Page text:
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Microsoft Weekly (June 07): New Smartwatch Sensor, Sticky Notes Updates, And More

The first weekend of June is here, and we are continuing our homestay as usual. With this article, I am trying to do something different by starting a new series called Microsoft Weekly. So, if you love to follow Microsoft-related news, then I have created a roundup of some important news that you might have missed.

It includes all the things from Windows Update problems, new developments, and changes to the most useful Windows app, Sticky Notes. I have tried not to make it a TL;Dr, so sit back, relax, and go through our first Microsoft Weekly round-up.

Chromium’s annoying copy-paste bug fixed

Microsoft developer Eric Lawrence has fixed an annoying Chromium behavior where if someone drags and drops something (e.g., local file) in the browser tab, it leads to the loading of the content in the same tab. While it’s useful for HTML developers, it isn’t for some regular users. For instance, the tab may lose existing data filled in a form as it reloads.

This issue was first reported back in 2015. Now, Lawrence has made a small change to the browser’s functionality and dropping something in an existing tab loads the content in a new tab by default. If you want to reload the same tab, you can drop the file on the tab strip present at the top.

The changes also reflect in Chromium spin-offs, including Chrome and Edge.

New watch light sensor, but where is the smartwatch?

While major tech giants have a smartwatch in their current product lineup, Microsoft and Google are the only ones lagging behind (Yeah, you can count Microsoft Band if you want).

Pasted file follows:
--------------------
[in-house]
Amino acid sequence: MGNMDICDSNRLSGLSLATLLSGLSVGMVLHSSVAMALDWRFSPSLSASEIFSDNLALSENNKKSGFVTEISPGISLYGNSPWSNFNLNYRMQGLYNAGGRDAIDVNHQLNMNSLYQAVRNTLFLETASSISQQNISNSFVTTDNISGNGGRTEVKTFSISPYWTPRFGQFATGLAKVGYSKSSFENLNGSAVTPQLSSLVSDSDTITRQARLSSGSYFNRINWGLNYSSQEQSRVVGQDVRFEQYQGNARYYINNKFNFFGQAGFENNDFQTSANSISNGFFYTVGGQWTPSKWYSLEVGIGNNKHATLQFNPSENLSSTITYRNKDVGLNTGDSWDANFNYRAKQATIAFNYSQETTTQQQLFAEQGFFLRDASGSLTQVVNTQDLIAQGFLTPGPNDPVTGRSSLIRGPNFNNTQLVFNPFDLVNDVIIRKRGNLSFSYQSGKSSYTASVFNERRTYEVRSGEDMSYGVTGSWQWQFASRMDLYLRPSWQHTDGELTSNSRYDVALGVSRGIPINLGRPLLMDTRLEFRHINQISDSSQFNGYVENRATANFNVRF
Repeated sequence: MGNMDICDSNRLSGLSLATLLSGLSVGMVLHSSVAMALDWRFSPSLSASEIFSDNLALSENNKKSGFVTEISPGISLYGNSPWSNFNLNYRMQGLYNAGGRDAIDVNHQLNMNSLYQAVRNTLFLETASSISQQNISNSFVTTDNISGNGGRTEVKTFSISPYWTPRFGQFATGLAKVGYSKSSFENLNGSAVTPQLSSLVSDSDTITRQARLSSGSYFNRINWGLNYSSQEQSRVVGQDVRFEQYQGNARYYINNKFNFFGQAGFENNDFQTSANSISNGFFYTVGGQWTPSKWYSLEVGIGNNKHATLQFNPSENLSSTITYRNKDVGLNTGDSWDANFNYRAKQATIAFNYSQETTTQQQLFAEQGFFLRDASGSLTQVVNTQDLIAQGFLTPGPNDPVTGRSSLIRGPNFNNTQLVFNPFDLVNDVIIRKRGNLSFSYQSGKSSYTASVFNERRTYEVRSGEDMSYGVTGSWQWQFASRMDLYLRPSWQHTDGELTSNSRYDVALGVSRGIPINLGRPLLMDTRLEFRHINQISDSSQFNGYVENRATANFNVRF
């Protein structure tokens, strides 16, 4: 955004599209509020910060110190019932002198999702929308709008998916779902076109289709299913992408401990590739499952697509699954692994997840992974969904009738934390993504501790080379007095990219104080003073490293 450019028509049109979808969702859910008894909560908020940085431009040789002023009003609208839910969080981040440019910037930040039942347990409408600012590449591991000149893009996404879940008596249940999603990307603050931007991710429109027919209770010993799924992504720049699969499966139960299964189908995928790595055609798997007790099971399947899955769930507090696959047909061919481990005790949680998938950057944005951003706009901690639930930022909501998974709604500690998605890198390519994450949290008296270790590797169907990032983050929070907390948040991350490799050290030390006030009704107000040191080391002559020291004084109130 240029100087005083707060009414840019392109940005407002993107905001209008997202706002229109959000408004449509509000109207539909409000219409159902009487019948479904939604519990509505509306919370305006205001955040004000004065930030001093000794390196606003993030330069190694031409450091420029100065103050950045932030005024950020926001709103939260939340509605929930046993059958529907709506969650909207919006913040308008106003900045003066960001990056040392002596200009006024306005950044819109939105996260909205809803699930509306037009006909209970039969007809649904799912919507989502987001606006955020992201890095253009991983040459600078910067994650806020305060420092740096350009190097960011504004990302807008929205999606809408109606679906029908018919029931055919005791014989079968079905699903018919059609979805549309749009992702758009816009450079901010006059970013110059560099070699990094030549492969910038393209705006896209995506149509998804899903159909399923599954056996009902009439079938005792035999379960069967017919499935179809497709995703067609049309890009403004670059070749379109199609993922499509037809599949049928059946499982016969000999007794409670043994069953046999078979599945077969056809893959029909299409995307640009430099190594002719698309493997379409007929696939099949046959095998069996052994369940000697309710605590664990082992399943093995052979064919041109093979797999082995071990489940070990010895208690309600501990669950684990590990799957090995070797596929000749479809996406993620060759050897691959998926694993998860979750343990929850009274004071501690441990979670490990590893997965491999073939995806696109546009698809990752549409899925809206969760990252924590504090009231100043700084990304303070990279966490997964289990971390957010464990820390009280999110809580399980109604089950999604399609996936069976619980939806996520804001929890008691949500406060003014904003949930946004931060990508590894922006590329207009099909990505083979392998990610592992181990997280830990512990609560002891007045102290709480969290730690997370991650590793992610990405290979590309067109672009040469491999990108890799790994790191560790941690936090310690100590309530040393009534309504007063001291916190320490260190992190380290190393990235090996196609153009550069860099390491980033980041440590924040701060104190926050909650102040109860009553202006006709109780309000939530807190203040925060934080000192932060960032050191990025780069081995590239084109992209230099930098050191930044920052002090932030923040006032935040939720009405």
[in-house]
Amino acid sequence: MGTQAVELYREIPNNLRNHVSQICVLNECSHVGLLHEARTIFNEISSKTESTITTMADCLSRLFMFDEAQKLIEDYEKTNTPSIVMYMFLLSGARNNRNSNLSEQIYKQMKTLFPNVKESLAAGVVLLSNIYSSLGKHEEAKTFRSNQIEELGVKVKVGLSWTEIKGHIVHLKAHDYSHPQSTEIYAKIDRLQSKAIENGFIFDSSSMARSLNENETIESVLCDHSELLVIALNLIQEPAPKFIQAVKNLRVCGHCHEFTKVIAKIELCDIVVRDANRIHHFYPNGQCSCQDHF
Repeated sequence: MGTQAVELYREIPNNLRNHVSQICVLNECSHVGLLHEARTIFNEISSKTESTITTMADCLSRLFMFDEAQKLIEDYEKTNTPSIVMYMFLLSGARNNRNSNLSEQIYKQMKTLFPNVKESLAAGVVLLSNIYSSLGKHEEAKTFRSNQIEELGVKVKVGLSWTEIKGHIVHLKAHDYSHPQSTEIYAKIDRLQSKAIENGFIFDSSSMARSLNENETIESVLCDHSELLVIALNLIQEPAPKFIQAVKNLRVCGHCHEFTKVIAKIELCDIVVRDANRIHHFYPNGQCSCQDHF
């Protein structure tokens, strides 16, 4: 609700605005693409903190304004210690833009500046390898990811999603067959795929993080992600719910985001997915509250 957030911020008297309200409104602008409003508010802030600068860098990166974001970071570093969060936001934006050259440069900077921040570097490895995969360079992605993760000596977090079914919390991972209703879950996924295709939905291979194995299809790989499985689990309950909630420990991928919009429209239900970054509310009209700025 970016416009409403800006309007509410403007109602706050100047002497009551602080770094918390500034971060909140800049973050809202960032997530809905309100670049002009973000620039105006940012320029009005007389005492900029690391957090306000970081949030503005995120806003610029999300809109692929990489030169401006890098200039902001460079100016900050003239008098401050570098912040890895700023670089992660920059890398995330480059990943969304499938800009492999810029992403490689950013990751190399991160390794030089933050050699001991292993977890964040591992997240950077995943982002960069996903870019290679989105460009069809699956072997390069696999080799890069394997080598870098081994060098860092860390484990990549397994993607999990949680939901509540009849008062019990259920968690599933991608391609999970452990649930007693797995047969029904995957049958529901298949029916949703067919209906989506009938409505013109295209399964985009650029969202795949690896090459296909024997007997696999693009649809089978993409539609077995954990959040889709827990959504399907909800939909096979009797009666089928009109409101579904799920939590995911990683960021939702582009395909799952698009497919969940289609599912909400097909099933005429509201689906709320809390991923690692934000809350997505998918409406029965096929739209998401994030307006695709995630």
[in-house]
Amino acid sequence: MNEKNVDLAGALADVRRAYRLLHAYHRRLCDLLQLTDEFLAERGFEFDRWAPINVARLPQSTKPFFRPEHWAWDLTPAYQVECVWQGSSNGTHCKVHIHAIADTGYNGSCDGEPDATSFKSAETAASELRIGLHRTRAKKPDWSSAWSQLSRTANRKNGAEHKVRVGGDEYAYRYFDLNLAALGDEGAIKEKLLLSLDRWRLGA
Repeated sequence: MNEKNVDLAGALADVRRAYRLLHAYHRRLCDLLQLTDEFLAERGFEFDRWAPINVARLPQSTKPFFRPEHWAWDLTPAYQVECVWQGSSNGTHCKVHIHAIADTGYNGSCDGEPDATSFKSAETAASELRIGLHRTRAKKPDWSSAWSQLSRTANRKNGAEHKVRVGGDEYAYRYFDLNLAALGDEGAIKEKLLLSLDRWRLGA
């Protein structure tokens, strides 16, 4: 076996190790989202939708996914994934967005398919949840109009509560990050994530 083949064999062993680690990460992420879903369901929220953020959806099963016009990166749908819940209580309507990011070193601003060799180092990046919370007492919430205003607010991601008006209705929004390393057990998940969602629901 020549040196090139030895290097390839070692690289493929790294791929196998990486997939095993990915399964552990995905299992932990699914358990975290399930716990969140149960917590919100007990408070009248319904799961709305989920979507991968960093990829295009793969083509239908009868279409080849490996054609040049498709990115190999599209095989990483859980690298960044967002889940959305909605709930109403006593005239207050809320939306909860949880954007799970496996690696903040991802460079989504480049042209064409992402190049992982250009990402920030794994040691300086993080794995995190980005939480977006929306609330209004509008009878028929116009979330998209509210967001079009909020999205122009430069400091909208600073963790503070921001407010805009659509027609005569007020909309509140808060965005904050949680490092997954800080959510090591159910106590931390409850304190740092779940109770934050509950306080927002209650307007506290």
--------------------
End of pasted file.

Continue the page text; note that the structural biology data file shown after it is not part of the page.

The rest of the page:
A Surface Watch launch isn’t quite visible at the moment, but at least, now we know that Microsoft is putting in efforts behind the curtains.

Windows United has spotted a new Microsoft patent for a smartwatch light sensor that the company has been working on. It will be capable of analyzing various vitals, including blood pressure levels, heart rate, blood vessel elasticity, etc.

Intel Optane Memory issues in Windows 10 May 2020 Update

Windows 10 May 2020 Update came out last week, but the following days haven’t been easy for both users and Microsoft. One of the biggest issues is that the feature update isn’t compatible with devices running Intel Optane memory.

Due to Optane Memory pinning errors, affected users were seeing the ‘Unable to load DLL ‘iaStorAfsServiceApi.dll’ error message on their computer as the memory failed to detect.

An Intel spokesperson later confirmed that M10 and H10 are the only affected Optane Memory chips and the company detailed a fix on Friday to take care of the issue.

Sticky Notes is getting more features!

One of the most useful Windows 10 apps, Sticky Notes, is about to get more feature-packed. Italian blog ALumia has spotted some much-need features in the preview version of the app, including a tag management system, new Sticky Notes icon.

Another new feature in the making is something dubbed Extended Mode, where you can click on a button in the title bar to expand the UI of the Sticky Notes app. Here, you can get a preview of a sticky note without moving to the Desktop.

Microsoft gives due credit to AppGet developer

Probably, the hottest Microsoft news of last week was about WinGet, the new native Windows Package Manager. Keivan Beigi, the developer of AppGet, took to the internet revealed that the Microsoft-made app was inspired by his creation and shared similarities in terms of design and features.

Later, Microsoft came forward to confirm Beigi’s claims and promised to give him all due credit for the package manager.

Windows 10 update notification

Credits: ZDNet

If you’re waiting for the Windows 10 May 2020 Update to land on your system, then you might want to go to the Windows Update page in the Settings app. Here, Microsoft has started showing a new notification that tells whether the feature update has been blocked for your device due to some compatibility issues.

So, guys, this is it. If you have something to add, then feel free to share in the comments down below. Also, let me know if you found this weekly roundup helpful.

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